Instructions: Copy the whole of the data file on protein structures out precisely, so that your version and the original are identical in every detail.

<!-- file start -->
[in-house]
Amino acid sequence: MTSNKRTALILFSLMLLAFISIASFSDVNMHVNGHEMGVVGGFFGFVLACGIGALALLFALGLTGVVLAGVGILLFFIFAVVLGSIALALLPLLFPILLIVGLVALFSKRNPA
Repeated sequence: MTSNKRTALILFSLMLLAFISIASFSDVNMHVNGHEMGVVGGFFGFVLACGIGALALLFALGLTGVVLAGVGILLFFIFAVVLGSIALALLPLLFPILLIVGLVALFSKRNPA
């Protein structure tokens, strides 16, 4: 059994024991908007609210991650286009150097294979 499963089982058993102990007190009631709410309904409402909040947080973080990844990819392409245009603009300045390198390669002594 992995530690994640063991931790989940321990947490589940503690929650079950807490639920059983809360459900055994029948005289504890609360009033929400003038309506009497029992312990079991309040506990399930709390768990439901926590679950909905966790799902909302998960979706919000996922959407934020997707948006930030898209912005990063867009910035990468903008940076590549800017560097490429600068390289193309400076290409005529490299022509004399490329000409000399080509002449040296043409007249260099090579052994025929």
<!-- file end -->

[in-house]
Amino acid sequence: MTSNKRTALILFSLMLLAFISIASFSDVNMHVNGHEMGVVGGFFGFVLACGIGALALLFALGLTGVVLAGVGILLFFIFAVVLGSIALALLPLLFPILLIVGLVALFSKRNPA
Repeated sequence: MTSNKRTALILFSLMLLAFISIASFSDVNMHVNGHEMGVVGGFFGFVLACGIGALALLFALGLTGVVLAGVGILLFFIFAVVLGSIALALLPLLFPILLIVGLVALFSKRNPA
């Protein structure tokens, strides 16, 4: 059994024991908007609210991650286009150097294979 499963089982058993102990007190009631709410309904409402909040947080973080990844990819392409245009603009300045390198390669002594 992995530690994640063991931790989940321990947490589940503690929650079950807490639920059983809360459900055994029948005289504890609360009033929400003038309506009497029992312990079991309040506990399930709390768990439901926590679950909905966790799902909302998960979706919000996922959407934020997707948006930030898209912005990063867009910035990468903008940076590549800017560097490429600068390289193309400076290409005529490299022509004399490329000409000399080509002449040296043409007249260099090579052994025929």